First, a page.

For my money, there's no better way to transform your computing experience than by adding a second monitor.
Nothing, but nothing, beats having Outlook open on one screen and your browser on another. Or your browser and Excel. Or Excel and Word. You get the idea.
This approach not only saves you the time and hassle of switching back and forth between windows, but also makes multiple windows visible simultaneously -- great for when you need to, say, drag and drop data from one to another.
Best of all, monitors are cheap. You can add a 22-inch LCD to your setup for under $150, or a 24-inch display for under $200.
Of course, it might be worth spending a bit extra to get some business-friendly features. Here are three to consider:
1. A pivoting display. Think about it: documents, Web pages, and even some photos are meant to be viewed in a portrait orientation -- and yet we shoehorn them into widescreen monitors.
If you spend a lot of your time creating or viewing content, opt for a monitor that can rotate 90 degrees. You'll be blown away by the long, extended view this affords Web pages, Word files, and the like. It's a game-changer.
You'll pay a bit extra for a monitor that can pivot, but it's worth it.
2. A USB hub. You can never have too many USB ports, right? More to the point, you can never have too many that are in easy reach. For desktop users in particular, who routinely have to bend down and/or reach around to access their ports, a USB-equipped monitor can be a godsend.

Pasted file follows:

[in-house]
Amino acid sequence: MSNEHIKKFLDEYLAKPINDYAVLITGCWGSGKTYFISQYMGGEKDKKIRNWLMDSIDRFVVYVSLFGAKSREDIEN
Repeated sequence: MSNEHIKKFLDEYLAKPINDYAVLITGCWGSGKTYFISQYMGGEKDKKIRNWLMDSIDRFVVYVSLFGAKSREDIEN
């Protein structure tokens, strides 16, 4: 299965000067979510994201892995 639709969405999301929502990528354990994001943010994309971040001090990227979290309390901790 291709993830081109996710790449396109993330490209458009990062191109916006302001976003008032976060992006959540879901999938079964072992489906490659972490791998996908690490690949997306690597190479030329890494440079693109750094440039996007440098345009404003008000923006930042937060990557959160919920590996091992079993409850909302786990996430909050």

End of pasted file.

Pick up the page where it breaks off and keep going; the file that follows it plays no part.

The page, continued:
So look for a model that advertises a USB hub. Usually this means 2-4 powered ports accessible either on the side of the monitor or in the base. Again, you might pay a slight premium for the feature, but convenience is the return on your investment.
3. A touchscreen. Ever wish your computer worked more like your tablet? If you pair it with a touchscreen-capable monitor, it can.
Microsoft baked touch support right into Windows 7, and while it never really caught on, it's actually a pretty nice way to interact with the operating system. You can tap to close a window, launch a program, scroll through a document, and so on.
Of course, it'll prove even more valuable once Windows 8 arrives, as the new OS was all but designed with touching in mind.
If there's a downside to adding touch capabilities to your shopping list, it's price: the technology adds around $100 to the price of a 22- or 24-inch monitor. On the other hand, once you start tapping, pinching, and dragging, you'll wonder how you ever got along with just a mouse.
Okay, those are my picks. What features do you consider essential in a business-class monitor? While you're mulling that over, check out my guide to connecting a second monitor to your PC, and this video on how to set up multiple monitors.